Do we as fans have a duty to the sport?

Discussion in 'General Pro Player Discussion' started by ark_28, Mar 31, 2013.

  1. Laurie

    Laurie Professional

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    I was thinking of young players like Ryan Harrison, Christine McHale, Sloane Stephens, haven't seen much of Mallory Burdette yet. But the convention seems to be a grinding style and western grips, that's very much the Spanish way of playing. Sloane has potential but compared to Venus, Serena and Lindsay from 10 years ago, she doesn't go for her shots as far as I can see - yet. The mentality is to play safe and play within strict margins. Serena grew up in a different era which is why she goes for her shots regardless and plays what I would call more in the American spirit.
     
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  2. sureshs

    sureshs Bionic Poster

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    Only Ferry was cramping
     
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  3. Mick3391

    Mick3391 Professional

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    Those that stand to make a lot of money off tennis are ruining it just as happened with boxing, same deal.

    They slow the courts down (And yes, still do), get 5 hour error fests, and sell tons of advertising. Players burn out, fans get bored, sport dies.

    Look what the sport has devolved into; Instead of players making mental strategies to set up winners, today it's sit 4 feet behind the baseline and simply wait for errors. Who sits through 4-5 hours of 20 shot rally's?

    Don't expect any help from the fans if this forum is any indicator.
     
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  4. *Sparkle*

    *Sparkle* Professional

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    It's fair to say that change of days does make a difference, as do many factors. 2012 was played on a Monday, but had the highest US ratings for five years, so the premise of this thread, that it's become less popular, doesn't wash.

    I do think the audiences were keen to see someone new in the mix and take the title, so that was a factor too.

    It was madness to play a final in the Miami mid-day sun and expect a high quality match. There was apparently a lot of wind too, which makes a difference, although there's not much they can do about that. Miami is usually windy, and it's part of what makes it stand out from some of the others.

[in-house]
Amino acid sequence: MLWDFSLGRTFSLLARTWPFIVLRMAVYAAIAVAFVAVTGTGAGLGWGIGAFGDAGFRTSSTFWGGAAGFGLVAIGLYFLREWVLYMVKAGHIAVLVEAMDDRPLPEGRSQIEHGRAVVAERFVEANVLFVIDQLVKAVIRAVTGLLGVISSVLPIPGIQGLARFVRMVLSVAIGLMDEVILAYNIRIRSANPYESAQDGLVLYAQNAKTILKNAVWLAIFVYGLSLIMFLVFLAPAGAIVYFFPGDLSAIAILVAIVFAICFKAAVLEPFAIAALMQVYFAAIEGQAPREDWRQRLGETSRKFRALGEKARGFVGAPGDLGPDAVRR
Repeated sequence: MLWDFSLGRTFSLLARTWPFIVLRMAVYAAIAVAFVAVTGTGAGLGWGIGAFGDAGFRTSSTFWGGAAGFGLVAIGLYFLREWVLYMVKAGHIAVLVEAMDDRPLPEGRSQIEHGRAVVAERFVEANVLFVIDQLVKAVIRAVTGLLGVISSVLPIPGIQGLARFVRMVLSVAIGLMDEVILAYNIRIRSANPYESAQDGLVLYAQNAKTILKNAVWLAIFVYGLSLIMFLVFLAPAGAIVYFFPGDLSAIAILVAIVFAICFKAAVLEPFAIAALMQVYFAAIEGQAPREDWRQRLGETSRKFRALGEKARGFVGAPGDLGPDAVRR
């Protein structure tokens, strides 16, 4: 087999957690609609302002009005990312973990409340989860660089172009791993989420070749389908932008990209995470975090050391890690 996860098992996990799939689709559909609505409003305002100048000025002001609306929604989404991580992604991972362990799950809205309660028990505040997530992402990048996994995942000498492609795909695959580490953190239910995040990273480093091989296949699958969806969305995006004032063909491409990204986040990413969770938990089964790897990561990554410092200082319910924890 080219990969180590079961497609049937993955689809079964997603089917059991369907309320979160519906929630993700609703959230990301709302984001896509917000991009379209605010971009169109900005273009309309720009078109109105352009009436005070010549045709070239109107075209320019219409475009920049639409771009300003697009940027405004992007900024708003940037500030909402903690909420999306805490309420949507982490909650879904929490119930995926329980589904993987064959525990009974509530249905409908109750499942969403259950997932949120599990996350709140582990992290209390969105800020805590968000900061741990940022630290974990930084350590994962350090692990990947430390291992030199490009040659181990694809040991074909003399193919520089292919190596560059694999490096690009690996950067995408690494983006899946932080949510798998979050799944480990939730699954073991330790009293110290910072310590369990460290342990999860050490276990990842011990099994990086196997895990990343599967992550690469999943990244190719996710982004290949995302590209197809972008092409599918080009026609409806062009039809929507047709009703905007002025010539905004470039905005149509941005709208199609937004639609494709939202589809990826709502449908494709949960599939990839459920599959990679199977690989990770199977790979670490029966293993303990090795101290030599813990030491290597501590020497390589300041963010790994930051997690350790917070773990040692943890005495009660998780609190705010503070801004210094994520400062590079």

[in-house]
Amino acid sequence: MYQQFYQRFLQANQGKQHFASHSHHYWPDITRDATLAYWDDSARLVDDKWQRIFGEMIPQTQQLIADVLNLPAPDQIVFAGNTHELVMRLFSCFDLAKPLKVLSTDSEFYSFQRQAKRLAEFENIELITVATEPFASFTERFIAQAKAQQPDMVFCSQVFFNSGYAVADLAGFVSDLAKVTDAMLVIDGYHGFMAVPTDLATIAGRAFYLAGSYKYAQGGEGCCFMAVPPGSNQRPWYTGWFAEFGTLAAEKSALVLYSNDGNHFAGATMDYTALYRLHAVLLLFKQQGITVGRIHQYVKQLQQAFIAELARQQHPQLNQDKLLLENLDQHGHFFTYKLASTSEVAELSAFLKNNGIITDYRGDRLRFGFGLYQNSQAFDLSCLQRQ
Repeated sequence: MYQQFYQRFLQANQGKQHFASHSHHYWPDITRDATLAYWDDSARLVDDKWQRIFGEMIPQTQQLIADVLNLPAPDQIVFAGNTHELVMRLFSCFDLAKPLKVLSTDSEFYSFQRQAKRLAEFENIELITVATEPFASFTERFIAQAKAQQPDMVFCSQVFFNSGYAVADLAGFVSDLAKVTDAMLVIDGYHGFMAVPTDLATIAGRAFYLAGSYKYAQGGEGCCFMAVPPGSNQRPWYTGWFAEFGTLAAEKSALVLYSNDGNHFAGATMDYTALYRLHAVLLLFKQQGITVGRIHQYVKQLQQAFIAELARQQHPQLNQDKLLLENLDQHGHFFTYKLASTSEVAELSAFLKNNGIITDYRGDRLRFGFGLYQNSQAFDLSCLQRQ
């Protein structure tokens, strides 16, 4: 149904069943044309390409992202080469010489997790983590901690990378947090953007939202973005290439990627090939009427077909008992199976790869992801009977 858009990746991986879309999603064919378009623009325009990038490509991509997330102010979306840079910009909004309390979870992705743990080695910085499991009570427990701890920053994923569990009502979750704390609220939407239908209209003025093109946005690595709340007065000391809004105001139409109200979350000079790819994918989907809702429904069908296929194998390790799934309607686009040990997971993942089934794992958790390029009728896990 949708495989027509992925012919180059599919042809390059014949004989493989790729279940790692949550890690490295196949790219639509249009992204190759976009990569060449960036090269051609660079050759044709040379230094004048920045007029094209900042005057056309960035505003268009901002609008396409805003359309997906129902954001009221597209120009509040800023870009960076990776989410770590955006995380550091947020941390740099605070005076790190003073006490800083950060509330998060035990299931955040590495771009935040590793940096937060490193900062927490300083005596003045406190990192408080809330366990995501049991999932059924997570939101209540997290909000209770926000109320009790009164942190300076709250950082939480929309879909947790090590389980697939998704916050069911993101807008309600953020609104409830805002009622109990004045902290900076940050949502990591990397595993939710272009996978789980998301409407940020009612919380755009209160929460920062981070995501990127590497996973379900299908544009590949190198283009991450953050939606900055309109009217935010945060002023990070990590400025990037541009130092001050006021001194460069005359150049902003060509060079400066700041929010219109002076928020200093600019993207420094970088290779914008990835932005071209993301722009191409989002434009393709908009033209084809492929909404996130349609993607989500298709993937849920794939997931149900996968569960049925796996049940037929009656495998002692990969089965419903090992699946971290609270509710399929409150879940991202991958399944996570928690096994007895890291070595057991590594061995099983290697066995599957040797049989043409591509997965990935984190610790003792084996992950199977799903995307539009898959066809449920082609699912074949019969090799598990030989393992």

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  5. sureshs

    sureshs Bionic Poster

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    Do you know how difficult it is to get funds? We just got through building two new hard courts in our semi-public facility and it took years to get the money. And we still have to spend more to finish up some small things.

    Where is the money going to come to maintain grass courts? They need to be seeded, manicured, rolled, watered and what not.
     
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  6. Mick3391

    Mick3391 Professional

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    Spending billions on fast grass courts won't do a thing. The answer lies not with the players, no one wants to be controversial, but the fans.

    Beside grass is very slow these days, well Wimbledon is.

    I wish the players would say something, problem is most benefit from slo courts. What a trick to pull on Federer, guy trains hardcore in the 90's on fast courts, turns pro basically as a S&V, then they slow down the courts, change the rules mid career.

    Even if they had two slow GS, French and Aussie, and two fast, that would allow fans to see diversity, now it is BORING, I'm a huge tennis fan but I just can't watch this stuff. Imagine, after an hour of the Djoke/Murray OZ final my son and I just go to bed as it's so boring.
     
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  7. *Sparkle*

    *Sparkle* Professional

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    In this video of Andy post-match, he's talking to someone in the locker room about how they were both cramping as he tries to sit down on the bench without wincing. Just because he didn't get a trainer out doesn't mean he wasn't struggling. He probably thought it was better to hide it if he could.

    Video
     
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  8. Goosehead

    Goosehead Hall of Fame

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    so 'the fans' who like the tennis as it is, are all wrong..but you are right ?..so you demand change just to please yourself and not 'the fans' :confused:.ok..nice logic.